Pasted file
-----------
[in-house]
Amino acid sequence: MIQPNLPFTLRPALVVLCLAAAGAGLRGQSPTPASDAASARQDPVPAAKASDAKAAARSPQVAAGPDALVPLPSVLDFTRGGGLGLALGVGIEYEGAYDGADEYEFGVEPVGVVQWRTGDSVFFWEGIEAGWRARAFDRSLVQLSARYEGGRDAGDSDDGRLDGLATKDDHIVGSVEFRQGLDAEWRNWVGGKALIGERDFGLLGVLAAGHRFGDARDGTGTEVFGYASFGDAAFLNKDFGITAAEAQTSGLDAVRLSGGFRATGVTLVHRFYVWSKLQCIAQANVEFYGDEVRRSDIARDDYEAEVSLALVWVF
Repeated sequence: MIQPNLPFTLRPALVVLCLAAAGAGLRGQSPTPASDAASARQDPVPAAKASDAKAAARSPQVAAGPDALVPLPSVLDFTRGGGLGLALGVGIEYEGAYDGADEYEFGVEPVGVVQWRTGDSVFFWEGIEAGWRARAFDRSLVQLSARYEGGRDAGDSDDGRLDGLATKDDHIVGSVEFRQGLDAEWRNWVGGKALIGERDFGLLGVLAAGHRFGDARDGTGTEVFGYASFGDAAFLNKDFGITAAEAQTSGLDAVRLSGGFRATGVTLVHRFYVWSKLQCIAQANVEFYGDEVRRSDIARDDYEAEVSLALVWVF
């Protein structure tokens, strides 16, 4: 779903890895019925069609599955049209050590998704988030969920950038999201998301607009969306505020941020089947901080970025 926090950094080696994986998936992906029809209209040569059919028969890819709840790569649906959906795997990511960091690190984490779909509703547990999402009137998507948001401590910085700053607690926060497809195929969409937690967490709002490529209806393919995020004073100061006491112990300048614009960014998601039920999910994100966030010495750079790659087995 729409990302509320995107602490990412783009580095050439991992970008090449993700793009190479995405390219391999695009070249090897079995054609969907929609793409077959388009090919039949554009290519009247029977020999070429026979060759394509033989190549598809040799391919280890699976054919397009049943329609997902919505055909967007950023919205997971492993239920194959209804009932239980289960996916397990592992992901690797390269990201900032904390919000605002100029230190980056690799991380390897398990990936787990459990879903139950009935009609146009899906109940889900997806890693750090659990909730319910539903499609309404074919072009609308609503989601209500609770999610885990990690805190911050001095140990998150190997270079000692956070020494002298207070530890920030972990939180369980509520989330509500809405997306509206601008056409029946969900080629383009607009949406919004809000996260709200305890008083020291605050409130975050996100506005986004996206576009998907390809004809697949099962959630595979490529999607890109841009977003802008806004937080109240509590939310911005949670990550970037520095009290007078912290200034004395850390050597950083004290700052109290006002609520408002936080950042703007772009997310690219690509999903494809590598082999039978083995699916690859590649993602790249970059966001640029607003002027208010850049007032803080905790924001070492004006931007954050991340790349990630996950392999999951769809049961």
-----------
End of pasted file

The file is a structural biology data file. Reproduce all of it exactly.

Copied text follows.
[in-house]
Amino acid sequence: MIQPNLPFTLRPALVVLCLAAAGAGLRGQSPTPASDAASARQDPVPAAKASDAKAAARSPQVAAGPDALVPLPSVLDFTRGGGLGLALGVGIEYEGAYDGADEYEFGVEPVGVVQWRTGDSVFFWEGIEAGWRARAFDRSLVQLSARYEGGRDAGDSDDGRLDGLATKDDHIVGSVEFRQGLDAEWRNWVGGKALIGERDFGLLGVLAAGHRFGDARDGTGTEVFGYASFGDAAFLNKDFGITAAEAQTSGLDAVRLSGGFRATGVTLVHRFYVWSKLQCIAQANVEFYGDEVRRSDIARDDYEAEVSLALVWVF
Repeated sequence: MIQPNLPFTLRPALVVLCLAAAGAGLRGQSPTPASDAASARQDPVPAAKASDAKAAARSPQVAAGPDALVPLPSVLDFTRGGGLGLALGVGIEYEGAYDGADEYEFGVEPVGVVQWRTGDSVFFWEGIEAGWRARAFDRSLVQLSARYEGGRDAGDSDDGRLDGLATKDDHIVGSVEFRQGLDAEWRNWVGGKALIGERDFGLLGVLAAGHRFGDARDGTGTEVFGYASFGDAAFLNKDFGITAAEAQTSGLDAVRLSGGFRATGVTLVHRFYVWSKLQCIAQANVEFYGDEVRRSDIARDDYEAEVSLALVWVF
């Protein structure tokens, strides 16, 4: 779903890895019925069609599955049209050590998704988030969920950038999201998301607009969306505020941020089947901080970025 926090950094080696994986998936992906029809209209040569059919028969890819709840790569649906959906795997990511960091690190984490779909509703547990999402009137998507948001401590910085700053607690926060497809195929969409937690967490709002490529209806393919995020004073100061006491112990300048614009960014998601039920999910994100966030010495750079790659087995 729409990302509320995107602490990412783009580095050439991992970008090449993700793009190479995405390219391999695009070249090897079995054609969907929609793409077959388009090919039949554009290519009247029977020999070429026979060759394509033989190549598809040799391919280890699976054919397009049943329609997902919505055909967007950023919205997971492993239920194959209804009932239980289960996916397990592992992901690797390269990201900032904390919000605002100029230190980056690799991380390897398990990936787990459990879903139950009935009609146009899906109940889900997806890693750090659990909730319910539903499609309404074919072009609308609503989601209500609770999610885990990690805190911050001095140990998150190997270079000692956070020494002298207070530890920030972990939180369980509520989330509500809405997306509206601008056409029946969900080629383009607009949406919004809000996260709200305890008083020291605050409130975050996100506005986004996206576009998907390809004809697949099962959630595979490529999607890109841009977003802008806004937080109240509590939310911005949670990550970037520095009290007078912290200034004395850390050597950083004290700052109290006002609520408002936080950042703007772009997310690219690509999903494809590598082999039978083995699916690859590649993602790249970059966001640029607003002027208010850049007032803080905790924001070492004006931007954050991340790349990630996950392999999951769809049961």